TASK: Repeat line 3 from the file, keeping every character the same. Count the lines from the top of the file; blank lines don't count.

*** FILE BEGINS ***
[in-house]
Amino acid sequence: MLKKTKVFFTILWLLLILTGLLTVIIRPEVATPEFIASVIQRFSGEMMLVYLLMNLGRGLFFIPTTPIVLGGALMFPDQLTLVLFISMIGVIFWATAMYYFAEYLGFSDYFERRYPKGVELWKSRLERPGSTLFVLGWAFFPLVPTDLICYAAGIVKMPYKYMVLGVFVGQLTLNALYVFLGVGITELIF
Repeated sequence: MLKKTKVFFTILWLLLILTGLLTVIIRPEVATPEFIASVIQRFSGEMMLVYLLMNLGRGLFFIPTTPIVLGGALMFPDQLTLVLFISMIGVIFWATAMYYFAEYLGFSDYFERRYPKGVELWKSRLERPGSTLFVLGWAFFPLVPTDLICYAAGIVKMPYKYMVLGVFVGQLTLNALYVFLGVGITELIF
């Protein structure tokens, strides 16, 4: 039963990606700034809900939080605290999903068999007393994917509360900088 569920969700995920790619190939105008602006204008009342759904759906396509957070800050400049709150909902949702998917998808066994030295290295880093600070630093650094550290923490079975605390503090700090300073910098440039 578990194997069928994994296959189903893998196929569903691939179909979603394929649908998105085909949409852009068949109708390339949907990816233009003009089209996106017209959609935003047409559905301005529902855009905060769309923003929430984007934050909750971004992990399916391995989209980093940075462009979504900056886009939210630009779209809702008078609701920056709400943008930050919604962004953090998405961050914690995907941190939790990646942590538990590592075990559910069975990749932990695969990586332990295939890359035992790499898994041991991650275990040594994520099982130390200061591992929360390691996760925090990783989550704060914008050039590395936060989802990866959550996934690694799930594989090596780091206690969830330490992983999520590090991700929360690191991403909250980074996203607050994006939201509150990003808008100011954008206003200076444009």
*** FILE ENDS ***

Repeated sequence: MLKKTKVFFTILWLLLILTGLLTVIIRPEVATPEFIASVIQRFSGEMMLVYLLMNLGRGLFFIPTTPIVLGGALMFPDQLTLVLFISMIGVIFWATAMYYFAEYLGFSDYFERRYPKGVELWKSRLERPGSTLFVLGWAFFPLVPTDLICYAAGIVKMPYKYMVLGVFVGQLTLNALYVFLGVGITELIF